The US Criminal Justice System

The US Criminal Justice System
According to due process, every citizen has the right that is protected by the constitution in the event that a court of law or the government is to take a course of action that affects the citizen. The due process of law comprises of two categories; procedural and substantive. From a functional point of view, fundamental safeguards are implemented to protect the citizen from criminal injustices that are discriminatory, biased or unfair. On the other hand, procedural due process redefines principles and rights in a procedural manner to protect basic rights of fairness. As a key to the legal system, due process comprises the goals that include preventing and controlling crime and ensuring justice prevails. As such, procedural due process involves legal activities that are regularly carried out in line with established rules and principles. The substantive due process is a judicial requirement. It serves to ensure that the laws in action do not result in unfair, unreasonable and arbitrary treatment of an individual.
The first known application of due process was in the fifteenth century. However, the current notion of substantive due process dates back to the US Supreme Court’s decisions in the nineteenth century. There are certain basic principles that apply to the application of procedural due process. Among them is a formal hearing. The hearing is scheduled once a prompt notice of charges is procedurally read to the convict, and they are aligned in a court of law. In this case, the accused is not obligated to answer any question as the right to counsel applies. However, the right does not protect confrontation of accusers and cross-examination of witnesses by the jury. To be sure that the individual does not undermine the proceedings of the case prior to conviction, freedom from self-incrimination is exercised. It is the right of the jury to present evidence and back it up using witnesses to ensure that the conviction of the accused is without doubt. Prior to the rule of law and the sentencing, written reasons are provided that form the foundation for the verdict. The decision is then reviewed procedurally to offer an incriminating and yet irrefutable sentence to the case. Despite the observation of the due process to the letter, there are certain cases that emerge where the rights of the defendant are not entirely observed.
 From the description of the principles and rights in the procedural due process, it is evident that aspects of arresting and trying persons are encapsulated in this clause of due process. The central provisions in the procedural due process are as contained in the bill of rights. The rights and freedoms protect individuals from unauthorized searches and seizures. Prior to conducting a search, a court order signed by a judge in the form of a warrant is provided to the accused. Other freedoms that an individual is entitled and are captured in the procedural due process include freedom from cruel and unusual punishment, double jeopardy, and self-incrimination. The state has to proof beyond any reasonable doubt that the accused is convicted of the crime they committed. The US justice system adopts a procedural approach towards arresting and convicting criminals. During the arrest, their rights are read, and prior to alignment in court they are presented with a public defender.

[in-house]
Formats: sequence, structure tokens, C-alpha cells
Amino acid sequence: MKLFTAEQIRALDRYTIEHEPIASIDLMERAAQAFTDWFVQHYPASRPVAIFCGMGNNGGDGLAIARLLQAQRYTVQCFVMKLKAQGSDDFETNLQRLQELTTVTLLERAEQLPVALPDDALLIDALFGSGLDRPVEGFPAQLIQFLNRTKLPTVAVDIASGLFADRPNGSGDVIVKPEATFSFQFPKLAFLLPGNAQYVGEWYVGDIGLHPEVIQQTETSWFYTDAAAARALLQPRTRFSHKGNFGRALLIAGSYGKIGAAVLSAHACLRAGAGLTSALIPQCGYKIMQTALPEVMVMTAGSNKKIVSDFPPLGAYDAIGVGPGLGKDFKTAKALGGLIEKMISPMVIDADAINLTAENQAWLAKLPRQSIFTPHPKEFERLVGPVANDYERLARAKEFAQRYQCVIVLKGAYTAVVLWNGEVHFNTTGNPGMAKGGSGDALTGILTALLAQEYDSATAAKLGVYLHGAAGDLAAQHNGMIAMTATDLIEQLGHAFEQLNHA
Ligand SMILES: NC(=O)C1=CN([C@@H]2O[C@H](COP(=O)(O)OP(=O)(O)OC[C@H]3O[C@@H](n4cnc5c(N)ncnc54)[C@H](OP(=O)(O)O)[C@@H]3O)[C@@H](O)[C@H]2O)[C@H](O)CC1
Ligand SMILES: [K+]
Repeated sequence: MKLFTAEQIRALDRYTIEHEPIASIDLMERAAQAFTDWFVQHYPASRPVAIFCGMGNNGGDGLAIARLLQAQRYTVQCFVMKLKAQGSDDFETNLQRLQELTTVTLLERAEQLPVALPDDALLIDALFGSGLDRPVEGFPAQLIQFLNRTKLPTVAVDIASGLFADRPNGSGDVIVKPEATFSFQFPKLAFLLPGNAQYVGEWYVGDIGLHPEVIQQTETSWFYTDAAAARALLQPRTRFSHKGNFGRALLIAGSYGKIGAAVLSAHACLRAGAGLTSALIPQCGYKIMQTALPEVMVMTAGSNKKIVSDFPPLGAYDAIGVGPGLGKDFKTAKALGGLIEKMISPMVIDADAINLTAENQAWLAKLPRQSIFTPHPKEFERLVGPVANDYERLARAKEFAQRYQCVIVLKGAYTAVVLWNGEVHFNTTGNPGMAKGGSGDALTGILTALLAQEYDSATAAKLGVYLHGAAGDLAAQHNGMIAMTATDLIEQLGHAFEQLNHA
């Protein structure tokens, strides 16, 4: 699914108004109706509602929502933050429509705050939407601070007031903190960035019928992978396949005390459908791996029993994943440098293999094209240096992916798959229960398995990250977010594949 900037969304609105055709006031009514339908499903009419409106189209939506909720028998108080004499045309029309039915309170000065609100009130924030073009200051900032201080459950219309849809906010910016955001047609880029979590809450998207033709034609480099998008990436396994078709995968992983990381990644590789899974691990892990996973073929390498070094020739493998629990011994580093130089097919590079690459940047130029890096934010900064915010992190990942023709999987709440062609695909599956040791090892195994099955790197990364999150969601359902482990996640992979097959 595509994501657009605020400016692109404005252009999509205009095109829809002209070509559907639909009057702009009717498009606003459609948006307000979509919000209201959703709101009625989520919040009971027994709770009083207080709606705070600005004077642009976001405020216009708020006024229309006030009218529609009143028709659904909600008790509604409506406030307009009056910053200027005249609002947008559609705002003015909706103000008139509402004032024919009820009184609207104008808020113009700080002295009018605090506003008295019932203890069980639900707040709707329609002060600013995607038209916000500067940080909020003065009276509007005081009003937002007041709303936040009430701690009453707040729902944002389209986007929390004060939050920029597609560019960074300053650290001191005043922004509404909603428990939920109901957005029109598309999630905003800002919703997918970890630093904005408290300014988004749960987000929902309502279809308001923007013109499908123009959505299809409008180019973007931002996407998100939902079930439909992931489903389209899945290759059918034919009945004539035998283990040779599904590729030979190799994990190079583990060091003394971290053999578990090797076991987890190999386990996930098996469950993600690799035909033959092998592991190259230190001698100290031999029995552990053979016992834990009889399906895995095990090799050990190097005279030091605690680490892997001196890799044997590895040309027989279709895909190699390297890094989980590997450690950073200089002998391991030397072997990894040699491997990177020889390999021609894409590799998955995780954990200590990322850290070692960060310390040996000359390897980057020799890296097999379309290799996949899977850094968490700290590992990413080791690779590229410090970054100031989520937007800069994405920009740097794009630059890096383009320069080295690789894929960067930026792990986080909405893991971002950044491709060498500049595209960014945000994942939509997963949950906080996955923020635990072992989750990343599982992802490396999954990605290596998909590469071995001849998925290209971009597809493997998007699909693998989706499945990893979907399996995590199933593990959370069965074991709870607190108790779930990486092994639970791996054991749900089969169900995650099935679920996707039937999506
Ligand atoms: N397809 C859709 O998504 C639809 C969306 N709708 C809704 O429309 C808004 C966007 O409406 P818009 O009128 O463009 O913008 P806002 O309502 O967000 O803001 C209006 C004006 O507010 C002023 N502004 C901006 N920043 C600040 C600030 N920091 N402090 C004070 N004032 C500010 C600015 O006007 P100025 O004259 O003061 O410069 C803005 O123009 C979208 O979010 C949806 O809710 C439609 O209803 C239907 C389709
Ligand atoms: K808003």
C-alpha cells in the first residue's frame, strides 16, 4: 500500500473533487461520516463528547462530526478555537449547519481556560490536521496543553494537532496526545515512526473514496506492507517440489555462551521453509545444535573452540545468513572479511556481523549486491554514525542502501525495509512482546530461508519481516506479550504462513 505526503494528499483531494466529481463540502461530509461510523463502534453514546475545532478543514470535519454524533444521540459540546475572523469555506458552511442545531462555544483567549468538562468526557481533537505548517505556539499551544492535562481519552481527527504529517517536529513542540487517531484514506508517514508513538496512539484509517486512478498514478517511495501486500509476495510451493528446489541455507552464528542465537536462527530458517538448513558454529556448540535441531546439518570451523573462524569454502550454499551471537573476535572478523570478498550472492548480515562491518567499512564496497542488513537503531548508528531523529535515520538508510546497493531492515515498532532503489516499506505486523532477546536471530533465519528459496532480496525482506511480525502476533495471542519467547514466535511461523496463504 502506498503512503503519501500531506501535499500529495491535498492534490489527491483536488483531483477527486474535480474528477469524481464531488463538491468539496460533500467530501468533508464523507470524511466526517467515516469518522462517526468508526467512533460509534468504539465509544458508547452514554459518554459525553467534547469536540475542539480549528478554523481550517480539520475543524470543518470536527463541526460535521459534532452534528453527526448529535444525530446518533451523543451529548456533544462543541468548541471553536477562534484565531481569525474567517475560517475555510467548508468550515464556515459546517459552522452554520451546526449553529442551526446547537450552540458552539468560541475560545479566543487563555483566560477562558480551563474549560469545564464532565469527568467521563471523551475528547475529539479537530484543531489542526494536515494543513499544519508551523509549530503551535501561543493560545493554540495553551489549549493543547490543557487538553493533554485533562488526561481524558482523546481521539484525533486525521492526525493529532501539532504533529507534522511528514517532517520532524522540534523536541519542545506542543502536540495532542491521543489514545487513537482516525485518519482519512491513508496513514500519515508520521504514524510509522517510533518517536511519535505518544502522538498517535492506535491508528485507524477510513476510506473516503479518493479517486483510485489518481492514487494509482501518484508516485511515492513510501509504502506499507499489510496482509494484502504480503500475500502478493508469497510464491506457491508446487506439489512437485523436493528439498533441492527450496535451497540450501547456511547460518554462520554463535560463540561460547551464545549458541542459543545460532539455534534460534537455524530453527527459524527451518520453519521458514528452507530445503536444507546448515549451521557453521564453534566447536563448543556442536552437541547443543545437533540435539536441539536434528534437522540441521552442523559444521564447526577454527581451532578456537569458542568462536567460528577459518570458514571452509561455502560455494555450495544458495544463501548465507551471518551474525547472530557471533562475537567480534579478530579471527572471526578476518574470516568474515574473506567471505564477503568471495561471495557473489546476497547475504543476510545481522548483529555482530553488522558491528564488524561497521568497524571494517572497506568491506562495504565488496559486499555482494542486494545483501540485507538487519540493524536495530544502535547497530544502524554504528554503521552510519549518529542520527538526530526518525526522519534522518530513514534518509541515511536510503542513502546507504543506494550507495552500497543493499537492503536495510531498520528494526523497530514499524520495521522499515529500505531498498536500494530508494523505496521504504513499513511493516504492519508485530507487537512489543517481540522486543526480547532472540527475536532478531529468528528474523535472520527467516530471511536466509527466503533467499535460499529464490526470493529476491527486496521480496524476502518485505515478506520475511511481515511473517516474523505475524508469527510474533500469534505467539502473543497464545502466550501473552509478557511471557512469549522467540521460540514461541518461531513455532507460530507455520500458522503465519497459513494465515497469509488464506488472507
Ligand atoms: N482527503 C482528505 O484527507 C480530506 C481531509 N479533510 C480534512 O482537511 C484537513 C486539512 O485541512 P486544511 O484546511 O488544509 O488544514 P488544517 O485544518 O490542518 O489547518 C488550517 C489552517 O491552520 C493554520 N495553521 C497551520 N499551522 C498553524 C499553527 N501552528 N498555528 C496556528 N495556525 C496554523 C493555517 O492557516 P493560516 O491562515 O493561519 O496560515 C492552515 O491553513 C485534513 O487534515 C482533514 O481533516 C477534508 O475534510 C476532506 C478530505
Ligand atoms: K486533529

The part of the law that defines, creates and regulates rights is substantive due process. As a result, different states have different definitions of various crimes. As part of criminal law, there are certain aspects that apply to substantive due process among them being the uniformity, penal sanction, specificity, and political. Substantive due process incorporates new rulings in the court of law that are in favor of the current situation as provided in the justice scales of balance. In most cases, the new ruling contradicts former decisions and judicial practices. The judgment is influenced by changes in society and the norms and practices that the people adopt and believe with time. For example, during the 1930s, substantive due process was used by the court to eliminate federal legislation. The particular law was associated with the New Deal of President Franklin D. Roosevelt. The proposition of Roosevelt in 1937 to appoint additional justices in favor of his programs was a court-packing scheme. One that was never adopted nor implemented but changed the position of the court as it started upholding New Deal legislation. As a result, the freedom of contract version is abandoned by a majority in the court in favor of the substantive due process. The support is particularly attributed to the underlying goals of criminal law embedded in substantive due process. Among them is the need to enforce social control making it difficult for powerful individuals in the society such as the president and political leaders to change the law in their favor. Criminal behavior is prevented and wrong doing punished which leads to a restoration and maintenance of social order. In the United States, the application of substantive due process is imminent in court where the actions of judges are scrutinized to ensure they comply with the law. Also, if evidence is collected using illegal means, it is not admissible in court.

In conclusion, due process ensures that statues are precise. For example, if an activity is being restricted by the government, clarity is required regarding which activity is to be limited and why. According to the American constitution, a vague statute is eliminable under due process.